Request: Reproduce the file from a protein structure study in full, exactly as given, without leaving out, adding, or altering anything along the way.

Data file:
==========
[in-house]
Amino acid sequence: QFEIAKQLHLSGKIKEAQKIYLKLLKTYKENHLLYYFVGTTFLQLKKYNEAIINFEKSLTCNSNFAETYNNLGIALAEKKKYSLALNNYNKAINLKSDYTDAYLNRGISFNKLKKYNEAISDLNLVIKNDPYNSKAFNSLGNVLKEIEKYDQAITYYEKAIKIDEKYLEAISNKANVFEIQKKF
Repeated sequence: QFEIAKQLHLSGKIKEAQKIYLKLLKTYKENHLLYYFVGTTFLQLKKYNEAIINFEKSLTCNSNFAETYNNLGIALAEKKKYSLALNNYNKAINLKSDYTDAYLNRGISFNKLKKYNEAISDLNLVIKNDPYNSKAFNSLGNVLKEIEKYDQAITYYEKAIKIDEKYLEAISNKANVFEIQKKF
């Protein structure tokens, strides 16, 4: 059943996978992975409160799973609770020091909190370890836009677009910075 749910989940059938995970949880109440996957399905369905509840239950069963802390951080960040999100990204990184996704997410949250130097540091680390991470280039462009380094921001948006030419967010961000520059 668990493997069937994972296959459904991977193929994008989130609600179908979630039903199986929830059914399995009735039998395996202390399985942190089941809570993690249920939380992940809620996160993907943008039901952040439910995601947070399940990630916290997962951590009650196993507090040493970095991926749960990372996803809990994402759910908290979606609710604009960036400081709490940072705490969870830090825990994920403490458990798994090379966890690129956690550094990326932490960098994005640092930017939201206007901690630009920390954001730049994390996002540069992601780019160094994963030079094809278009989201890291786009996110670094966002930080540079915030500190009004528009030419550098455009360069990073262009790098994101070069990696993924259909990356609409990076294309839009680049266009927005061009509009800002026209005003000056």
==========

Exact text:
[in-house]
Amino acid sequence: QFEIAKQLHLSGKIKEAQKIYLKLLKTYKENHLLYYFVGTTFLQLKKYNEAIINFEKSLTCNSNFAETYNNLGIALAEKKKYSLALNNYNKAINLKSDYTDAYLNRGISFNKLKKYNEAISDLNLVIKNDPYNSKAFNSLGNVLKEIEKYDQAITYYEKAIKIDEKYLEAISNKANVFEIQKKF
Repeated sequence: QFEIAKQLHLSGKIKEAQKIYLKLLKTYKENHLLYYFVGTTFLQLKKYNEAIINFEKSLTCNSNFAETYNNLGIALAEKKKYSLALNNYNKAINLKSDYTDAYLNRGISFNKLKKYNEAISDLNLVIKNDPYNSKAFNSLGNVLKEIEKYDQAITYYEKAIKIDEKYLEAISNKANVFEIQKKF
């Protein structure tokens, strides 16, 4: 059943996978992975409160799973609770020091909190370890836009677009910075 749910989940059938995970949880109440996957399905369905509840239950069963802390951080960040999100990204990184996704997410949250130097540091680390991470280039462009380094921001948006030419967010961000520059 668990493997069937994972296959459904991977193929994008989130609600179908979630039903199986929830059914399995009735039998395996202390399985942190089941809570993690249920939380992940809620996160993907943008039901952040439910995601947070399940990630916290997962951590009650196993507090040493970095991926749960990372996803809990994402759910908290979606609710604009960036400081709490940072705490969870830090825990994920403490458990798994090379966890690129956690550094990326932490960098994005640092930017939201206007901690630009920390954001730049994390996002540069992601780019160094994963030079094809278009989201890291786009996110670094966002930080540079915030500190009004528009030419550098455009360069990073262009790098994101070069990696993924259909990356609409990076294309839009680049266009927005061009509009800002026209005003000056």